Full Size ImageColl. No. 424, Sphaeralcea ambigua  
424  Sphaeralcea ambigua A. Gray. Apricot Mallow.

Silver Peak Range, Esmeralda County, Nevada. One mile west of Coyote Summit, 8.6 miles by road west of Silver Peak, Esmeralda County, Nevada. 37.788°N, 117.7636°W. WGS 1984. Elev. 2169 m.

Coll. No. 424, keyed 8 Dec 2012, characters observed: Perennial, to 50 cm.; Hairs stellate; Leaves widely lanceolate, palmately veined, lobed but not deeply divided; Inflorescence panicle, dense in bud; Flower color apricot, fading to pink.


Full Size ImageColl. No. 425, Stipa hymenoides  
425  Stipa hymenoides Roem. & Schult. Indian Rice Grass.

Coyote Summit, Esmeralda County, Nevada. Silver Peak Range, 1 mile west of Coyote Summit, 8.6 miles by road west of the town of Silver Peak, 212 km northeast of Fresno, California. 37.788°N, 117.7636°W. Elev. 2169 m.

Coll. No. 425, 8 June 2012, characters observed while keying: Perennial, mid-sized, to 40 cm.; Internodes not swollen at base, filled with pith; Leaf blade and sheath differentiated, base not woody; Ligule membraneous; Inflorescence well developed, exceeds leaves; Spikelets not enclosed in bur-like involucre or subtended by bristles; Florets not modified into bulblets, 1 per spikelet, 6-7 mm.; Glume short hairy; Lemma hairy, overlapping in part, hardened at maturity, Awn 4 mm., decidiuous.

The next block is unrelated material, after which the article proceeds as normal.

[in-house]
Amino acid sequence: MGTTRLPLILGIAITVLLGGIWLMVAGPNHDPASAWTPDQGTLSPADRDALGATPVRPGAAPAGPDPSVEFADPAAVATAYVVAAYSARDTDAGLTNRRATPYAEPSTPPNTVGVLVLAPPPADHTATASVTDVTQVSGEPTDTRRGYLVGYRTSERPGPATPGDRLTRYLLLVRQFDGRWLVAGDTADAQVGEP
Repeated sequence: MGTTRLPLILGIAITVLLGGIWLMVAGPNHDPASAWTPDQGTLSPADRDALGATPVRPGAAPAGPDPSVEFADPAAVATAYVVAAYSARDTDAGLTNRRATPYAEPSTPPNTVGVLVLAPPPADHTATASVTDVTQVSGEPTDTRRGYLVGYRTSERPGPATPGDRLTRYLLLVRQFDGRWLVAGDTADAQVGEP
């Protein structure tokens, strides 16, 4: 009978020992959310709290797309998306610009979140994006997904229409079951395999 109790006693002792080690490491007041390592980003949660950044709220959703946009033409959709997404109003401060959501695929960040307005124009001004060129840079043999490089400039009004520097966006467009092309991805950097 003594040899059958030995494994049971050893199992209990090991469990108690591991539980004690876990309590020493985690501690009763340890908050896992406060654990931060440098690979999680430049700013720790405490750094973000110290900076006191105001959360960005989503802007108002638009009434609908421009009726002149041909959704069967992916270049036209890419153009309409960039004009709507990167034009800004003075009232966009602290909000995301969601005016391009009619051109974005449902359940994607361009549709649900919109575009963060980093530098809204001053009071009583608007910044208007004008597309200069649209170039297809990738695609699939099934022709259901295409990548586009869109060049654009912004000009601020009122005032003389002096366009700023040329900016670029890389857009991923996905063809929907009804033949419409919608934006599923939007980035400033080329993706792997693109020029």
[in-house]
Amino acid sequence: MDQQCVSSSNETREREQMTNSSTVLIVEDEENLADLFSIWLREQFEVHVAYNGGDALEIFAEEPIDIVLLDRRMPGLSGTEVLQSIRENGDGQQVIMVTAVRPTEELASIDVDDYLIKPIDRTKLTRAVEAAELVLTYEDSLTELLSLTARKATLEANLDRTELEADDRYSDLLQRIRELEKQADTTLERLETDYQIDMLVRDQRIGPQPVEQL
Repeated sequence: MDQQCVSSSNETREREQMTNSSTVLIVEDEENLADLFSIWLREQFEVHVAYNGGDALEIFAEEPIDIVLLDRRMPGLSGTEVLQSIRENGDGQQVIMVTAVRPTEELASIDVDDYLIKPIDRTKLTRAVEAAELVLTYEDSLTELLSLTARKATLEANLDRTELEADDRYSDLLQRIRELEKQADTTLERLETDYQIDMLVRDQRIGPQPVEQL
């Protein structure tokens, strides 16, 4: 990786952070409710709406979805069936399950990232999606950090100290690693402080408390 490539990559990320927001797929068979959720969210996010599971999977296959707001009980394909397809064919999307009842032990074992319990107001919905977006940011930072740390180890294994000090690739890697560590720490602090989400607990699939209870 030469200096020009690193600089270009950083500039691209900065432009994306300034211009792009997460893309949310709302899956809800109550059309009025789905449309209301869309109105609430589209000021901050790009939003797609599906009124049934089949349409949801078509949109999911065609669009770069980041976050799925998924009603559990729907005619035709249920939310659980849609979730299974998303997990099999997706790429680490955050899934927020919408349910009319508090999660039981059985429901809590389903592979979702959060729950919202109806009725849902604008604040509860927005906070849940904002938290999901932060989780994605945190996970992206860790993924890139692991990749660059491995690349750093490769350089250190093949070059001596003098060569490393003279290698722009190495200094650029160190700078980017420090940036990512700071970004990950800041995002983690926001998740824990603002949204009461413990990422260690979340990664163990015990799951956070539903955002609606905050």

Heading further down the canyon, at a narrow spot, there was a spring on the north side of the road. 11S 428004 4183617 1977 m

Other articles: Coyote Road at spring  

426  Mimulus guttatus DC. Seep Monkeyflower.

Silver Peak Range, Esmeralda County, Nevada. At a roadside spring in unnamed canyon, 1.5 mi (2.4 km) east of Cave Spring and 3.8 mi (6.0 km) west of Coyote Summit, south flank of Rhyolite Ridge. 37.7971°N, 117.8178°W. WGS 1984. Elev. 1977 m.